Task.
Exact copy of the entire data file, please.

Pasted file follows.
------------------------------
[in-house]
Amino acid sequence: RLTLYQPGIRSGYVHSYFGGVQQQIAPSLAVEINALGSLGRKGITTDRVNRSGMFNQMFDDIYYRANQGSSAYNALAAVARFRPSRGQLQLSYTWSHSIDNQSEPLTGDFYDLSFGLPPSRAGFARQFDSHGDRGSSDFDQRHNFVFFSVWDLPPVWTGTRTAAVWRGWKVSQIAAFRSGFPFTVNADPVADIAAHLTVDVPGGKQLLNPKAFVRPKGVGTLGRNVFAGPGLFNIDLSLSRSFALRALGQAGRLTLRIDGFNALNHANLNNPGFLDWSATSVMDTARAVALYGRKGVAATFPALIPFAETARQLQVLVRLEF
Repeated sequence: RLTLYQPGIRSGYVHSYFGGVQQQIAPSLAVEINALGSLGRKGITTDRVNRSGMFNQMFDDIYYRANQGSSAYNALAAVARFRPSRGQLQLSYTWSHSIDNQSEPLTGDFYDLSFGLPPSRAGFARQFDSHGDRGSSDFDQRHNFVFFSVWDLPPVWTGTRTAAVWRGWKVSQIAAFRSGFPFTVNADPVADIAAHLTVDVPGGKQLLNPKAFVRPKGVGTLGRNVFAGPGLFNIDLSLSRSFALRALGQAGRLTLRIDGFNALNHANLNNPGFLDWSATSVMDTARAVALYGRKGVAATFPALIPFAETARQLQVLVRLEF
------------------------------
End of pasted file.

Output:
[in-house]
Amino acid sequence: RLTLYQPGIRSGYVHSYFGGVQQQIAPSLAVEINALGSLGRKGITTDRVNRSGMFNQMFDDIYYRANQGSSAYNALAAVARFRPSRGQLQLSYTWSHSIDNQSEPLTGDFYDLSFGLPPSRAGFARQFDSHGDRGSSDFDQRHNFVFFSVWDLPPVWTGTRTAAVWRGWKVSQIAAFRSGFPFTVNADPVADIAAHLTVDVPGGKQLLNPKAFVRPKGVGTLGRNVFAGPGLFNIDLSLSRSFALRALGQAGRLTLRIDGFNALNHANLNNPGFLDWSATSVMDTARAVALYGRKGVAATFPALIPFAETARQLQVLVRLEF
Repeated sequence: RLTLYQPGIRSGYVHSYFGGVQQQIAPSLAVEINALGSLGRKGITTDRVNRSGMFNQMFDDIYYRANQGSSAYNALAAVARFRPSRGQLQLSYTWSHSIDNQSEPLTGDFYDLSFGLPPSRAGFARQFDSHGDRGSSDFDQRHNFVFFSVWDLPPVWTGTRTAAVWRGWKVSQIAAFRSGFPFTVNADPVADIAAHLTVDVPGGKQLLNPKAFVRPKGVGTLGRNVFAGPGLFNIDLSLSRSFALRALGQAGRLTLRIDGFNALNHANLNNPGFLDWSATSVMDTARAVALYGRKGVAATFPALIPFAETARQLQVLVRLEF